Spreadsheets are commonly used and commonly flawed.
Caulkins, Morrison, & Weidemann (2008)
Untested spreadsheets are riddled with errors.
Miller (2005)
Spreadsheets have a notoriously high number of faults.
Rust, et al (2006)
Spreadsheets contain errors at an alarmingly high rate.
Abraham, et al (2005)
The quality and reliability of spreadsheets is known to be poor.
Bishop & McDaid (2007)
Spreadsheet errors... a great, often unrecognised, risk to corporate decision making & financial integrity.
Chadwick (2002)
Spreadsheets are often hard, if not impossible, to understand.
Mireault & Gresham (2015)
A significant proportion of spreadsheets have severe quality problems.
Ayalew (2007)
Spreadsheet shortcomings can significantly hamper an organization's business operation.
Reschenhofer & Matthes (2015)
Spreadsheets are the most popular live programming environments, but they are also notoriously fault-prone.
Hermans & van der Storm (2015)
Every study that has looked for errors has found them... in considerable abundance.
Panko & Halverson (1996)
Most large spreadsheets have dozens or even hundreds of errors.
Panko & Ordway (2005)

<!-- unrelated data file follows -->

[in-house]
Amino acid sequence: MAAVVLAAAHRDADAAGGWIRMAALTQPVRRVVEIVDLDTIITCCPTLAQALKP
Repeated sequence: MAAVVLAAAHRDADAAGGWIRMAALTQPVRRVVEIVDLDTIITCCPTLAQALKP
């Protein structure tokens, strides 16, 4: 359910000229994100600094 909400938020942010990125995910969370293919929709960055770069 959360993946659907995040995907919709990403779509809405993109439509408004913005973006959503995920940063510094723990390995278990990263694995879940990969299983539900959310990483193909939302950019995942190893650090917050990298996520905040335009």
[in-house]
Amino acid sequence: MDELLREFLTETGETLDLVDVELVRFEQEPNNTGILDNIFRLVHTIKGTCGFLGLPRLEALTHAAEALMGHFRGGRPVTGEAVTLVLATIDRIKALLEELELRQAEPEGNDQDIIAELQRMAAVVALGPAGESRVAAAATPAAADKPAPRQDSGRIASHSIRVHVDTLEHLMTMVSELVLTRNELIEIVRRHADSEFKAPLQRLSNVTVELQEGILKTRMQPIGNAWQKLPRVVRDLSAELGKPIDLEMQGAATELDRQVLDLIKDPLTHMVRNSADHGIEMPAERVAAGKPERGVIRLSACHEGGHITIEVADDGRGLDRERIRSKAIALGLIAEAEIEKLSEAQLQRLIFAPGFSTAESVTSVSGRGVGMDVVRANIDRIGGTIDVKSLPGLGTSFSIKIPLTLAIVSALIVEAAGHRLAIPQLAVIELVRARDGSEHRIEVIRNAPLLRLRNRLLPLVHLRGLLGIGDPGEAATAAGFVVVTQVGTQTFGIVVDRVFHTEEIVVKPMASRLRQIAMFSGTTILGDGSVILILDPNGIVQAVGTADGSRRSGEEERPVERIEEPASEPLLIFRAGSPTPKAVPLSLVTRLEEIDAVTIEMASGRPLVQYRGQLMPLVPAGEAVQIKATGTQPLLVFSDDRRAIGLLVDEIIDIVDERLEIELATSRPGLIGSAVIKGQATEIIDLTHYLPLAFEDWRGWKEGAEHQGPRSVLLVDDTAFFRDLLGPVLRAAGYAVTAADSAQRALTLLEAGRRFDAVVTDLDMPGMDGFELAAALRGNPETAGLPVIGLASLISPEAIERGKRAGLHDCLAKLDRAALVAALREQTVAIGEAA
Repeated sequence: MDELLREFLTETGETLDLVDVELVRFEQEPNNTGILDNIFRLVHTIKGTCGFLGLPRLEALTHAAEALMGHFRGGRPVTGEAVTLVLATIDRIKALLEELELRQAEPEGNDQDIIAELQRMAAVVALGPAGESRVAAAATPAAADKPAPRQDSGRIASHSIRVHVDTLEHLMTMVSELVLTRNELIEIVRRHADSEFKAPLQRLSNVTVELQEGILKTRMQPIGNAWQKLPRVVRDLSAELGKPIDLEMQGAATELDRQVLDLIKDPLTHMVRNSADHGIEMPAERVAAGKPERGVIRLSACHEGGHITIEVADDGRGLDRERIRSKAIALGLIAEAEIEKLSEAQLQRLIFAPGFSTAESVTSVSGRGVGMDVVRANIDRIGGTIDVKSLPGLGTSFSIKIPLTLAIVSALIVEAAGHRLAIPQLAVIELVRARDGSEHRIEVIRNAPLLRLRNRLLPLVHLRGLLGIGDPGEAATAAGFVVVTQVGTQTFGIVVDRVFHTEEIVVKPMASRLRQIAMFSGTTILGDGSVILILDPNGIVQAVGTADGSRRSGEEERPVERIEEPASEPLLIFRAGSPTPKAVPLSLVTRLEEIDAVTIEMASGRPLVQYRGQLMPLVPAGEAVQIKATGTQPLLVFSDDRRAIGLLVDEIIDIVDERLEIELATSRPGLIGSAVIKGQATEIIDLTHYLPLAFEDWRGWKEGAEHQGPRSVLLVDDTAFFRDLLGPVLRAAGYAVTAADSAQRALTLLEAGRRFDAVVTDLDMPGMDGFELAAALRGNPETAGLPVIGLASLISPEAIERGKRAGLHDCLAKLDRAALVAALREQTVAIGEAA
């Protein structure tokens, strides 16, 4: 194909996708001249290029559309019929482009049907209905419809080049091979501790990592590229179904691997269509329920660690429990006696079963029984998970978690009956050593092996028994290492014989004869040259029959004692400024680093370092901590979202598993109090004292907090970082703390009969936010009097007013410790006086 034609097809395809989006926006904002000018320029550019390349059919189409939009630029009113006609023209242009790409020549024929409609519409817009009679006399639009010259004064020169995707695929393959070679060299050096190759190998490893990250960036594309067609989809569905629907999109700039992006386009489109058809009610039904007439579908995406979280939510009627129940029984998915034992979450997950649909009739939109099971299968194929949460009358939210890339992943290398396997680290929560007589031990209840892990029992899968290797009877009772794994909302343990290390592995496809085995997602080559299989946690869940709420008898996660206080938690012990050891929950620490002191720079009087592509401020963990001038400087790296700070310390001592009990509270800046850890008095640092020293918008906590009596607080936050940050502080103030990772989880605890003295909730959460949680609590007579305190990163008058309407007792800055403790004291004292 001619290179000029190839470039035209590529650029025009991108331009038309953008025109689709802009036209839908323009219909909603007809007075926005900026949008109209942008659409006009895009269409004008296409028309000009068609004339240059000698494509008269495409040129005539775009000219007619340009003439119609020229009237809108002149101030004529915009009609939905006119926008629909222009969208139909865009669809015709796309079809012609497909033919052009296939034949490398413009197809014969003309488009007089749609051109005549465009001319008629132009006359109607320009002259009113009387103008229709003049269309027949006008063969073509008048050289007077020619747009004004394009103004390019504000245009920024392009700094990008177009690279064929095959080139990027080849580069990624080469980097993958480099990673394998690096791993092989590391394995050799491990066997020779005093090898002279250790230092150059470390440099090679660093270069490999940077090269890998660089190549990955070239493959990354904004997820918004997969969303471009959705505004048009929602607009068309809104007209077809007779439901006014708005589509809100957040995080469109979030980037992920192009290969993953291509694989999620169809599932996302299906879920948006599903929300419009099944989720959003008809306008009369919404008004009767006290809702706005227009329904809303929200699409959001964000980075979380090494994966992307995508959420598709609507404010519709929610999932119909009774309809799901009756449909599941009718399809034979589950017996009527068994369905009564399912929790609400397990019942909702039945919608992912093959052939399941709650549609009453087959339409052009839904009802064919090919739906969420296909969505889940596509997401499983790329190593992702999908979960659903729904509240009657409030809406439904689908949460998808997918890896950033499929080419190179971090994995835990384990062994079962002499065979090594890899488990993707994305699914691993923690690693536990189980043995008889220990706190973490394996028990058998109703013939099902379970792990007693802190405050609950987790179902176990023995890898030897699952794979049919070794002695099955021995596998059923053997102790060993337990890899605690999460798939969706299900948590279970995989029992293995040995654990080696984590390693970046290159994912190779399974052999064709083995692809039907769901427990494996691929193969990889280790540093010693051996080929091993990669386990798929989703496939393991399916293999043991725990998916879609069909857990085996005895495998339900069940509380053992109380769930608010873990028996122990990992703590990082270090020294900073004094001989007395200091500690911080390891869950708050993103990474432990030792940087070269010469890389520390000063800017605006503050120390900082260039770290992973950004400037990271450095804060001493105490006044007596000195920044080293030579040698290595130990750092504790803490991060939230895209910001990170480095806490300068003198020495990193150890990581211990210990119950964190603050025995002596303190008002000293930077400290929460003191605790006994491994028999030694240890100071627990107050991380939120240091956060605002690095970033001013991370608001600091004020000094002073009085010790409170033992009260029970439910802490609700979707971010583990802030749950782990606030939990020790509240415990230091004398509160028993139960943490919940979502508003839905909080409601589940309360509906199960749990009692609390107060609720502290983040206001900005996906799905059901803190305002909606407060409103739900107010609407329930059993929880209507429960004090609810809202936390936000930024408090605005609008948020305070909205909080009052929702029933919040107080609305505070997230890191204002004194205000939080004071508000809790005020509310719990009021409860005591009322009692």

Spreadsheets are easy to use and very hard to check.
Chen & Chan (2000)
It is now widely accepted that errors in spreadsheets are both common and potentially dangerous.
Nixon & O'Hara (2010)
Despite being staggeringly error prone, spreadsheets are a highly flexible programming environment.
Abreu, et al (2015)
It is irrational to expect large error-free spreadsheets.
Panko (2013)
Spreadsheets are notoriously error-prone.
Cunha, et al (2011)
Spreadsheets are dangerous to their authors and others.
Durusau & Hunting (2015)
The results given by spreadsheets are often just wrong.
Sajaniemi (1998)
People tend to believe their spreadsheets are more accurate than they really are.
Caulkins, Morrison, & Weidemann (2006)
1% of all formulas in operational spreadsheets are in error.
Powell, Baker, & Lawson (2009)
Studies have shown that there is a high incidence of errors in spreadsheets.